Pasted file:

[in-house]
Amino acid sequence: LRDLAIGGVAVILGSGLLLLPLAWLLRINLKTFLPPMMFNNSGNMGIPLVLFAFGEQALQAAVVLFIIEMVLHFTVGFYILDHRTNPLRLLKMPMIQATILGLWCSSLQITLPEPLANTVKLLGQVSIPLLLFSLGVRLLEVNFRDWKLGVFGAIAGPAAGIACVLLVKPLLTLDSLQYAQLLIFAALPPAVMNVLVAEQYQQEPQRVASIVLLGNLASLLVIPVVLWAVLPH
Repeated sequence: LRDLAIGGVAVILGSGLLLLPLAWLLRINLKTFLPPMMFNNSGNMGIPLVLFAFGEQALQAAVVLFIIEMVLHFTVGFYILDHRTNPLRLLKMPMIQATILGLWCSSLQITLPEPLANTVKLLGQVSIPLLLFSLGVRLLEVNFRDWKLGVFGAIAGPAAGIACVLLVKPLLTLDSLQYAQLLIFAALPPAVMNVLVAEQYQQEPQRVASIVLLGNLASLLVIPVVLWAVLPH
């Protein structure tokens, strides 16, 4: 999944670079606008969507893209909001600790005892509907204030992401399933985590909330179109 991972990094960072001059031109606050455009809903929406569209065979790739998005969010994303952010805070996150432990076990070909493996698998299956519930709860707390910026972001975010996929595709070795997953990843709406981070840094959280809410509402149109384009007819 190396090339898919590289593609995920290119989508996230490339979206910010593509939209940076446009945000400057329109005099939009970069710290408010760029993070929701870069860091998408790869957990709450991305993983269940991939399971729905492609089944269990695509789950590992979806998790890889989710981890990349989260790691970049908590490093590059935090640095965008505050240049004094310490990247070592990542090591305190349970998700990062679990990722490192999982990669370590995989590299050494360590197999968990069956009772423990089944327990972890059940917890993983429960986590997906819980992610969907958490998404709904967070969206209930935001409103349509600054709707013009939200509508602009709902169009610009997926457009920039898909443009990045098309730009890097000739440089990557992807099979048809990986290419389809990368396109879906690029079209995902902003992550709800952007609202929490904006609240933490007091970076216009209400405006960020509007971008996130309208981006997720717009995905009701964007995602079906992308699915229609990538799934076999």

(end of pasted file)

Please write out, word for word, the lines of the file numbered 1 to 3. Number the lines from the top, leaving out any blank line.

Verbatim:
[in-house]
Amino acid sequence: LRDLAIGGVAVILGSGLLLLPLAWLLRINLKTFLPPMMFNNSGNMGIPLVLFAFGEQALQAAVVLFIIEMVLHFTVGFYILDHRTNPLRLLKMPMIQATILGLWCSSLQITLPEPLANTVKLLGQVSIPLLLFSLGVRLLEVNFRDWKLGVFGAIAGPAAGIACVLLVKPLLTLDSLQYAQLLIFAALPPAVMNVLVAEQYQQEPQRVASIVLLGNLASLLVIPVVLWAVLPH
Repeated sequence: LRDLAIGGVAVILGSGLLLLPLAWLLRINLKTFLPPMMFNNSGNMGIPLVLFAFGEQALQAAVVLFIIEMVLHFTVGFYILDHRTNPLRLLKMPMIQATILGLWCSSLQITLPEPLANTVKLLGQVSIPLLLFSLGVRLLEVNFRDWKLGVFGAIAGPAAGIACVLLVKPLLTLDSLQYAQLLIFAALPPAVMNVLVAEQYQQEPQRVASIVLLGNLASLLVIPVVLWAVLPH